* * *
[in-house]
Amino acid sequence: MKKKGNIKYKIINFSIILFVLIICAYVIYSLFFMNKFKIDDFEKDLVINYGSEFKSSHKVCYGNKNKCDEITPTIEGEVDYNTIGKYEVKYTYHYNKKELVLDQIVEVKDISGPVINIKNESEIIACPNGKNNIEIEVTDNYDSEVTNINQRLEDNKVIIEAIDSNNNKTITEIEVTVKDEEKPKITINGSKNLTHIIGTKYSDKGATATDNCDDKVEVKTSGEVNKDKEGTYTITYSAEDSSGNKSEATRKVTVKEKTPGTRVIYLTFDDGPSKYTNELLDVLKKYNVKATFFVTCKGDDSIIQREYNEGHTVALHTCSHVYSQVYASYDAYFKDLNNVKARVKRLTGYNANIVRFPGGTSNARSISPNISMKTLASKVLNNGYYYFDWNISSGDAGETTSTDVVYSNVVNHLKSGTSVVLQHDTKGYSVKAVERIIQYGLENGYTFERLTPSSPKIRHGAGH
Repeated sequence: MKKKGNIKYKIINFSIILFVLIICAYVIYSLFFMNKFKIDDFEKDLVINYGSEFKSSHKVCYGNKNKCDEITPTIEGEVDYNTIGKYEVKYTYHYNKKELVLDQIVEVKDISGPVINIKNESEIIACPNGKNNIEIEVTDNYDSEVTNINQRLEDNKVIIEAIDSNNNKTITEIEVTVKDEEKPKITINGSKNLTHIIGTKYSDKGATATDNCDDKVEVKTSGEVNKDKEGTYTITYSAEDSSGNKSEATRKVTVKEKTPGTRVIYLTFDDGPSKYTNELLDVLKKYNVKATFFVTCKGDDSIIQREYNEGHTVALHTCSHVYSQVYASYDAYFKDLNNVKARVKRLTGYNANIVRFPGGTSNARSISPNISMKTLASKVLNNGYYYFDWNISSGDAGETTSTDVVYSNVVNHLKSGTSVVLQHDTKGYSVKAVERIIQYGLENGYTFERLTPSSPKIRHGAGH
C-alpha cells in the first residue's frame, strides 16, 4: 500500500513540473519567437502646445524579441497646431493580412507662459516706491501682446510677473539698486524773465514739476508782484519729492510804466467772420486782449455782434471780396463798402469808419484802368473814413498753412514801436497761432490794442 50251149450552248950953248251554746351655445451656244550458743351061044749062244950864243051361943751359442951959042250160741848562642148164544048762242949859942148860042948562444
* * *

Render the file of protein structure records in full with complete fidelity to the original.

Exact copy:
[in-house]
Amino acid sequence: MKKKGNIKYKIINFSIILFVLIICAYVIYSLFFMNKFKIDDFEKDLVINYGSEFKSSHKVCYGNKNKCDEITPTIEGEVDYNTIGKYEVKYTYHYNKKELVLDQIVEVKDISGPVINIKNESEIIACPNGKNNIEIEVTDNYDSEVTNINQRLEDNKVIIEAIDSNNNKTITEIEVTVKDEEKPKITINGSKNLTHIIGTKYSDKGATATDNCDDKVEVKTSGEVNKDKEGTYTITYSAEDSSGNKSEATRKVTVKEKTPGTRVIYLTFDDGPSKYTNELLDVLKKYNVKATFFVTCKGDDSIIQREYNEGHTVALHTCSHVYSQVYASYDAYFKDLNNVKARVKRLTGYNANIVRFPGGTSNARSISPNISMKTLASKVLNNGYYYFDWNISSGDAGETTSTDVVYSNVVNHLKSGTSVVLQHDTKGYSVKAVERIIQYGLENGYTFERLTPSSPKIRHGAGH
Repeated sequence: MKKKGNIKYKIINFSIILFVLIICAYVIYSLFFMNKFKIDDFEKDLVINYGSEFKSSHKVCYGNKNKCDEITPTIEGEVDYNTIGKYEVKYTYHYNKKELVLDQIVEVKDISGPVINIKNESEIIACPNGKNNIEIEVTDNYDSEVTNINQRLEDNKVIIEAIDSNNNKTITEIEVTVKDEEKPKITINGSKNLTHIIGTKYSDKGATATDNCDDKVEVKTSGEVNKDKEGTYTITYSAEDSSGNKSEATRKVTVKEKTPGTRVIYLTFDDGPSKYTNELLDVLKKYNVKATFFVTCKGDDSIIQREYNEGHTVALHTCSHVYSQVYASYDAYFKDLNNVKARVKRLTGYNANIVRFPGGTSNARSISPNISMKTLASKVLNNGYYYFDWNISSGDAGETTSTDVVYSNVVNHLKSGTSVVLQHDTKGYSVKAVERIIQYGLENGYTFERLTPSSPKIRHGAGH
C-alpha cells in the first residue's frame, strides 16, 4: 500500500513540473519567437502646445524579441497646431493580412507662459516706491501682446510677473539698486524773465514739476508782484519729492510804466467772420486782449455782434471780396463798402469808419484802368473814413498753412514801436497761432490794442 50251149450552248950953248251554746351655445451656244550458743351061044749062244950864243051361943751359442951959042250160741848562642148164544048762242949859942148860042948562444